Nobody expected much from the Philadelphia 76ers this season.
Most predicted Philadelphia would finish near the bottom of the NBA standings, even in the underachieving Eastern Conference.
Suddenly, stunningly, the Sixers are somehow playing even worse than that.
While most of the US was sleeping, Philadelphia lost by a combined 88 points on consecutive nights in California. The end of this rebuilding project for a team with a 15-38 record has never seemed so far away.
"It's hard for everybody," Sixers coach Brett Brown said. "The reality of it is they have put in so much time and despite all the turmoil, it's a group that's been together, stayed together. At times, you look up and you have to keep going and keep on playing with some level of dignity, and it's hard doing that."
After losing 123-78 to the Los Angeles Clippers on Sunday (local time) in a game it trailed by 56 points in the third quarter, Philadelphia believed it couldn't get much worse.
It almost did.
Marreese Speights scored a career-high 32 points to hand his former team a near-record setback, leading the Golden State Warriors past the woeful 76ers 123-80 on Monday (local time).
By the time reporters were allowed in the visiting locker room at Oracle Arena, most of the 76ers already had cleared out.
The television in the center of the room was turned off. There were no box scores from the game on players' chairs - which is typical after most NBA games - and there were no smiles to be had by anybody.
"Not going to turn on TV or read the papers," forward Evan Turner said.
The Sixers started 3-0 this season - including a win over the two-time defending champion Miami Heat on opening night - that had some fans believing they could be far better than expected. The only real bright spot since has been the emergence of Michael Carter-Williams, who is making a strong case for NBA rookie of the year.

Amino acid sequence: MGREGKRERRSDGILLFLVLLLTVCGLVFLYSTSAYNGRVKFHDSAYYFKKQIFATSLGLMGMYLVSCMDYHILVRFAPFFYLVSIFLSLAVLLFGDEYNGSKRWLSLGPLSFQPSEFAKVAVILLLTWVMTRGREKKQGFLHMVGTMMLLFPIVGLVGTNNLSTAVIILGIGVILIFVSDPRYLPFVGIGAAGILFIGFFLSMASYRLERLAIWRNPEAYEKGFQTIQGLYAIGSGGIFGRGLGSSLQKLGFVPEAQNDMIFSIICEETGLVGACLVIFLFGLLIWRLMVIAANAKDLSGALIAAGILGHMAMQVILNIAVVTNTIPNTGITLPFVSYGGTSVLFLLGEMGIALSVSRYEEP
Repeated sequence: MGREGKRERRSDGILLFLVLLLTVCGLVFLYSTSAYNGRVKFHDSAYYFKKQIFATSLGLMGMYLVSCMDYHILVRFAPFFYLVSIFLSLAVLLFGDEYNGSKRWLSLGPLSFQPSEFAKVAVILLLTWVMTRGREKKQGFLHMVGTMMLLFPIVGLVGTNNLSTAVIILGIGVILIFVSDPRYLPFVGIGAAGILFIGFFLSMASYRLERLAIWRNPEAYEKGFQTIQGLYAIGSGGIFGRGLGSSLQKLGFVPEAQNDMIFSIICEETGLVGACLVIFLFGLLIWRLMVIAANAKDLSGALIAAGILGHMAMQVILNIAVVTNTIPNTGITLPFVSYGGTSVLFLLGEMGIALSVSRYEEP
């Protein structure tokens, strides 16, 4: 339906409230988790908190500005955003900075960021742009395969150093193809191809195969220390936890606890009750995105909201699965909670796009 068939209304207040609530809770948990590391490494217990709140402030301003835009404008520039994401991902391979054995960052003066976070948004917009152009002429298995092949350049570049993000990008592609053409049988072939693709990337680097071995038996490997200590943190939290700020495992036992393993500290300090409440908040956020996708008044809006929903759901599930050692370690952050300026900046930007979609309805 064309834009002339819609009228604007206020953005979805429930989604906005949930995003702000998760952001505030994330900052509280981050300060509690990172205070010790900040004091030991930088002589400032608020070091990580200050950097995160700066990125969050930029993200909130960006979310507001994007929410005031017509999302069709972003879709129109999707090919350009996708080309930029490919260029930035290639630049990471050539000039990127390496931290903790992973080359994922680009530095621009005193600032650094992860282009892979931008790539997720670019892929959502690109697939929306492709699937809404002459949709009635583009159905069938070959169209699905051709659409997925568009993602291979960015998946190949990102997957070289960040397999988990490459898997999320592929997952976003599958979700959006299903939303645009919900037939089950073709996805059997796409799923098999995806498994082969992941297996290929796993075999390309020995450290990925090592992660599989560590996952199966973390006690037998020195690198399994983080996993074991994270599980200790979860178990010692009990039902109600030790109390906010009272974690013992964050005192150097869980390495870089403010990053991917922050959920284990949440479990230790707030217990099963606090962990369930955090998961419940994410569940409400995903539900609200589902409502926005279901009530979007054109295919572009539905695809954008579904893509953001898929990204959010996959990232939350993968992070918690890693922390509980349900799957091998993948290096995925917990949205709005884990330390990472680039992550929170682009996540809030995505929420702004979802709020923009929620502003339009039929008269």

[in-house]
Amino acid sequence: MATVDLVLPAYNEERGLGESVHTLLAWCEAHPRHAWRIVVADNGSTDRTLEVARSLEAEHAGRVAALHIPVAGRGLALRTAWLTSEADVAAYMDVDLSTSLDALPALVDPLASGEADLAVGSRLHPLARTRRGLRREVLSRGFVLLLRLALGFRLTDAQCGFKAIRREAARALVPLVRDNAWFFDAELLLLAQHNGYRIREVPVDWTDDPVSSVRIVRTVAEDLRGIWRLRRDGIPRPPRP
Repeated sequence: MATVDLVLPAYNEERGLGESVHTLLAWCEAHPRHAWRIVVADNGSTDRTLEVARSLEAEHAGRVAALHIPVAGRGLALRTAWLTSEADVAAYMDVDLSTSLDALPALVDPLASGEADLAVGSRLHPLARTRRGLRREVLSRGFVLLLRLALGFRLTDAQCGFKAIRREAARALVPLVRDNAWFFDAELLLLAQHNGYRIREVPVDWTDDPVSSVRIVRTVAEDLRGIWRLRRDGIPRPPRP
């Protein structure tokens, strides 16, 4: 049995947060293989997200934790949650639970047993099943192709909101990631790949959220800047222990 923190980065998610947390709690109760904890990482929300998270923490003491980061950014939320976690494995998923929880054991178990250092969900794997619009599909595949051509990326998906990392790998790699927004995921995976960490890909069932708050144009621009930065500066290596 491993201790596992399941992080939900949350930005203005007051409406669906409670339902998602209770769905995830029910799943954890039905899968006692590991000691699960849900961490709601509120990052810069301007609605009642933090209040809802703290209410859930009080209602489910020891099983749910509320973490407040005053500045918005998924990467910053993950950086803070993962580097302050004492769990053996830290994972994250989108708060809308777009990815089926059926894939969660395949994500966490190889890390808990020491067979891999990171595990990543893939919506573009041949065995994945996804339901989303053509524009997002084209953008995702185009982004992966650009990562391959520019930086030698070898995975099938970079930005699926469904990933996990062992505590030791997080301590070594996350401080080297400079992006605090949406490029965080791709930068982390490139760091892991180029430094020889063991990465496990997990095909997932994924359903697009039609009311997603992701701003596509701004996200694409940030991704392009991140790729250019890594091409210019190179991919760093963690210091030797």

Any good vibes going were washed away in Philadelphia's seventh straight loss.
The Sixers nearly matched the NBA mark for the largest total margin of defeat in consecutive games. The Detroit Pistons lost by 95 points combined in back-to-back games in November 1966, according to STATS.
"There is a respect for the game," Brown said. "There is a pride for doing our jobs and an appreciation for the time we have spent together, which has been quality time, of them on the floor and in video rooms and individual instruction and recovery and all of that. The situation is real in regards to spending working time together, and I think, how do you keep (spirits) up? Who knows?"
No other team in NBA history has lost two straight games by at least 40 points each.
Now Philadelphia has done it twice.
The 76ers lost back-to-back games in April 1994 by a combined 93 points, and they're struggling to explain - and correct - what has gone so wrong during this latest span.
"You just look up at the scoreboard and see a lot of points. I really don't know," Turner said.
Philadelphia finishes a three-game road trip on Wednesday at Utah before heading into an All-Star break that can't come soon enough.
"Don't anybody feel sorry for us," Brown said. "We will wake up and be (OK) tomorrow."
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